LK: If emo nazis started a regime and forced you into concentration camps in which the music was impressed on to you (a situation not too far from today's music scene) which emo band would you not mind being held at gun point to listen to, if any?

Previn: "This is hard because it's such an unfortunate get-up. I'll cop out and refer you to our very good friends The Minus Scale, who are probably still classified as "emo" despite writing music that totally elevates them out of the genre."

Joe: "Yellowcard. I think there drummer is badass. But if I were forced, I would ask for the trigger to be pulled I think."

LK: You see a lot of bands get beleaguered with criticism from press and fans a like when they're songs reach heavy rotation on the radio or MTV (from Fall Out Boy to the Strokes to Death Cab). In a time like this, do you see the possibility of heavy mainstream success as a kiss of death? How comfortable are you with the success as a successful underground act?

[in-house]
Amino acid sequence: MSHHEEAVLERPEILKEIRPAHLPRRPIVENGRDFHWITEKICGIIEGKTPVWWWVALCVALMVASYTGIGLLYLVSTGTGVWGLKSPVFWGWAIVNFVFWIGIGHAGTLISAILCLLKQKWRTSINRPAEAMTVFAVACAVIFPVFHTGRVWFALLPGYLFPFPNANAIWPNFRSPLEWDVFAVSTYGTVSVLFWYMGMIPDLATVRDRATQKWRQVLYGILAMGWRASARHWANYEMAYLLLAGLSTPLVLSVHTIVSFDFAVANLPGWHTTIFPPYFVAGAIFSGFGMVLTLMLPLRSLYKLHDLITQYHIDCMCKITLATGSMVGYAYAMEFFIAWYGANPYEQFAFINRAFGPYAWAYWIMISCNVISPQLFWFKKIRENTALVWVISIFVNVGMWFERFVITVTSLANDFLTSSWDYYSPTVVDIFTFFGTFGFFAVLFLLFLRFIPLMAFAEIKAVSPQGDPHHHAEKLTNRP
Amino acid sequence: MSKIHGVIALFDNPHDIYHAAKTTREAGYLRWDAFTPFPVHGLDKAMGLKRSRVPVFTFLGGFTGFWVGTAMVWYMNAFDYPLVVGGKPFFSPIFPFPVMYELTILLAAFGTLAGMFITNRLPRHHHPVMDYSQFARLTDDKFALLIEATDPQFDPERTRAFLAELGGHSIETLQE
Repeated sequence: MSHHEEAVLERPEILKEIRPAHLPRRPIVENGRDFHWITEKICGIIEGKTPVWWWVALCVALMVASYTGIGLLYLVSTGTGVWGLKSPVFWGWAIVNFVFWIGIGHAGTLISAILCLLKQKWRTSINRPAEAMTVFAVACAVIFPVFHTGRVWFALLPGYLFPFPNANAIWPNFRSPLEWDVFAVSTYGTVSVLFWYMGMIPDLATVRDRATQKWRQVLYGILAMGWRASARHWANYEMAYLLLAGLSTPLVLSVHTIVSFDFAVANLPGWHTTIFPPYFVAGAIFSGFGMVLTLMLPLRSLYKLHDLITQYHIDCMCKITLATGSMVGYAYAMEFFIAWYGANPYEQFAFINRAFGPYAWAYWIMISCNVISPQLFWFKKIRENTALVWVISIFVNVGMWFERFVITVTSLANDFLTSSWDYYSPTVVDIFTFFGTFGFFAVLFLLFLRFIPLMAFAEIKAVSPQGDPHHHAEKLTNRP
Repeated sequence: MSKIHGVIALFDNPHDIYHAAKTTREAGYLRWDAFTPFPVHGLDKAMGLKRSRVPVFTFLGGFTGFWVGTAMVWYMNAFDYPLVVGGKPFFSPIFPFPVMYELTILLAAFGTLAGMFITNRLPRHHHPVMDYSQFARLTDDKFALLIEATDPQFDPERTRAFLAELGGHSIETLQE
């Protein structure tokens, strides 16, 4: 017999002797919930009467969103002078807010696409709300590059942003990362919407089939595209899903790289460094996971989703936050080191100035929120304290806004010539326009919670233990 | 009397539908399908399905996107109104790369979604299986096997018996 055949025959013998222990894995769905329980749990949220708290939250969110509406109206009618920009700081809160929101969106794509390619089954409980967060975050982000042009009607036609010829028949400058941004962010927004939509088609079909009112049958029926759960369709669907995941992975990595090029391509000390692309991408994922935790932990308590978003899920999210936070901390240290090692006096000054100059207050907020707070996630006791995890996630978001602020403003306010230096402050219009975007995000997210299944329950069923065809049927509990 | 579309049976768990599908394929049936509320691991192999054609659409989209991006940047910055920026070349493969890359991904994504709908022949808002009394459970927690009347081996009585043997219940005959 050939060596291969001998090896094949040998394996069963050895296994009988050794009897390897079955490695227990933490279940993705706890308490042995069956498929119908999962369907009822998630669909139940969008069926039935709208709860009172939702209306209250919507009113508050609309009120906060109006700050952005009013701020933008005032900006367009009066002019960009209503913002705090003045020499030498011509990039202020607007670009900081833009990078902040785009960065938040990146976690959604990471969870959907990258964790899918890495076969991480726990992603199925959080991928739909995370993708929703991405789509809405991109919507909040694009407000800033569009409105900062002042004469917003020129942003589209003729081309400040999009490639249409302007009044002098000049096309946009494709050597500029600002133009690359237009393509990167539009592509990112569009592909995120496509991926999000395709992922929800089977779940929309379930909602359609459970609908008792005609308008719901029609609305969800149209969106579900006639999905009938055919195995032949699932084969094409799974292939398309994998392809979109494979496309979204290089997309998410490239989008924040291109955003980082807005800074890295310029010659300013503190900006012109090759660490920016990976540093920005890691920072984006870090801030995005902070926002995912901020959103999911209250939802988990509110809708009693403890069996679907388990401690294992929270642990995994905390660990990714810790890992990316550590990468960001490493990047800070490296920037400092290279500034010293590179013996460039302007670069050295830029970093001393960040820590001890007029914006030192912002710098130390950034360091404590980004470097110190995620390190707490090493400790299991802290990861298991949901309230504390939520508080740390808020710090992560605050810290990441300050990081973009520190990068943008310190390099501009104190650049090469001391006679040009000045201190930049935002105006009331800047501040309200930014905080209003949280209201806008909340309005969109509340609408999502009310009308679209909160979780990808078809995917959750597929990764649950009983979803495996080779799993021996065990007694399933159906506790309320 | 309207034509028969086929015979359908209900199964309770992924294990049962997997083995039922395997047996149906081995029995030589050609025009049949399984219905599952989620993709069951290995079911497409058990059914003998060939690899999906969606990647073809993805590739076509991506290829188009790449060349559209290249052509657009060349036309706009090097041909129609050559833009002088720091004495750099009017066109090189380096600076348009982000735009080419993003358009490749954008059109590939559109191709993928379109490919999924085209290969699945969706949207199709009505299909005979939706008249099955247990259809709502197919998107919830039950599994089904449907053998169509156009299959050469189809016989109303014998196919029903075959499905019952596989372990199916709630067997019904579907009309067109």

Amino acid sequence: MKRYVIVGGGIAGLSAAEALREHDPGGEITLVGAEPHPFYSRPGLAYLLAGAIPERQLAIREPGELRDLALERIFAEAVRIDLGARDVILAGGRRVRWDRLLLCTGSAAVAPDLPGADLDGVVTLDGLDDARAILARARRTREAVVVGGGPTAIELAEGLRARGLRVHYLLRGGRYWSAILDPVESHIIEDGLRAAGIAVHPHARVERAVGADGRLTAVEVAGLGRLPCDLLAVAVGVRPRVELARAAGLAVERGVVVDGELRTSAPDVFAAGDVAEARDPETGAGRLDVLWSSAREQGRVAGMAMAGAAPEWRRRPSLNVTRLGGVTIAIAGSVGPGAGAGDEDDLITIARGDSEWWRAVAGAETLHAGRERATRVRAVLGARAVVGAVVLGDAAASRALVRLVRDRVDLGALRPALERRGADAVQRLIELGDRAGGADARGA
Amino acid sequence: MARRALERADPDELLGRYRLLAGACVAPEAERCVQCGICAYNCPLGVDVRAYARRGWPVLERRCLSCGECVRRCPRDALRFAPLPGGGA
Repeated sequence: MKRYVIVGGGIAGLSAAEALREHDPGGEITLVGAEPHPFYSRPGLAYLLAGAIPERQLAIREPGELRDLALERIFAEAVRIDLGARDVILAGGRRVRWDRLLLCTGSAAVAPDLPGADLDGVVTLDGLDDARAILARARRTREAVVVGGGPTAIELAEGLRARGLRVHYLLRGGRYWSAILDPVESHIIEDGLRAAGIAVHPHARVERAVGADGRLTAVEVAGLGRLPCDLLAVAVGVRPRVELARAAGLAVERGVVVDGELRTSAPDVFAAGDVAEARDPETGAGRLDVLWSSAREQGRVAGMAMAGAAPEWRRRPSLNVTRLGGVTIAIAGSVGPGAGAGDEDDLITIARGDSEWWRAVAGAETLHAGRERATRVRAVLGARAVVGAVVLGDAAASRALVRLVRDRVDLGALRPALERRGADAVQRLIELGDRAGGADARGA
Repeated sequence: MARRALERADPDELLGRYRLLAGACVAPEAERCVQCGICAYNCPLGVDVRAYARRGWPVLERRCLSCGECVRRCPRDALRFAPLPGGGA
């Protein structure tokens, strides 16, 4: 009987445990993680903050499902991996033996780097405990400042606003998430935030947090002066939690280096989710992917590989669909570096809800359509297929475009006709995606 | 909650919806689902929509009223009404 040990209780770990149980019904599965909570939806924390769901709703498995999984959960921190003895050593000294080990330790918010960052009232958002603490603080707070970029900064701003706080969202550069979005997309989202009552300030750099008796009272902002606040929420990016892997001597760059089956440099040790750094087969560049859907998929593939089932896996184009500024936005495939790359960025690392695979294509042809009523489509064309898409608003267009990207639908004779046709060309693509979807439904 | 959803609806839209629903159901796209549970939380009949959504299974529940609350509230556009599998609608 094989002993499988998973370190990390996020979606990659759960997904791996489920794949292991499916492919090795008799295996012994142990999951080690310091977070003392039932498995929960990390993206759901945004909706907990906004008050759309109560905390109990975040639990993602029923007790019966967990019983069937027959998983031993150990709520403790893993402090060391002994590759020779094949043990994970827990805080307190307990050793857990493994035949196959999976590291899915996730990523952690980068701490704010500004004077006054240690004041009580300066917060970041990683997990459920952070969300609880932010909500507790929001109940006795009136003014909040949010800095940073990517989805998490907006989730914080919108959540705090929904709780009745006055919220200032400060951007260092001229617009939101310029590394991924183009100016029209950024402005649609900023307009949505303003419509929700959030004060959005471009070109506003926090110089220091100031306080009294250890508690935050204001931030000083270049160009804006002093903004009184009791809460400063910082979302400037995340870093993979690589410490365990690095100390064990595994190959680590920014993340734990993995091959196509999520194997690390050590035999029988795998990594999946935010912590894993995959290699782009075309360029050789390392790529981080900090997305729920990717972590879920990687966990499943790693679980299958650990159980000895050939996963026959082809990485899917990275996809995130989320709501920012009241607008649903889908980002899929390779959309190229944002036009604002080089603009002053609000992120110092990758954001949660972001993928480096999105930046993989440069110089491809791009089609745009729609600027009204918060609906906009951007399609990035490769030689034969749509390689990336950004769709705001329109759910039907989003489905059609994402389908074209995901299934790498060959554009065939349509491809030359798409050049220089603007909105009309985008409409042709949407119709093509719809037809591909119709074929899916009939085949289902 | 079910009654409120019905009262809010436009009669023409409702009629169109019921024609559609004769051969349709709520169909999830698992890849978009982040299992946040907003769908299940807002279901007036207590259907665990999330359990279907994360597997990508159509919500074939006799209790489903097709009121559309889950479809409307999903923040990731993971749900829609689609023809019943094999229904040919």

Previn: "Nah, forget it. Selling out has nothing to do with selling a lot of records and everything to do with how you manage yourself as a band and an entity. If you start writing crappy pop songs and saying stupid things, you've sold out, whether or not your sales go through the roof or sink your career. If you're still writing from the heart about things you care about, then you deserve nothing more than to become popular for doing what you love."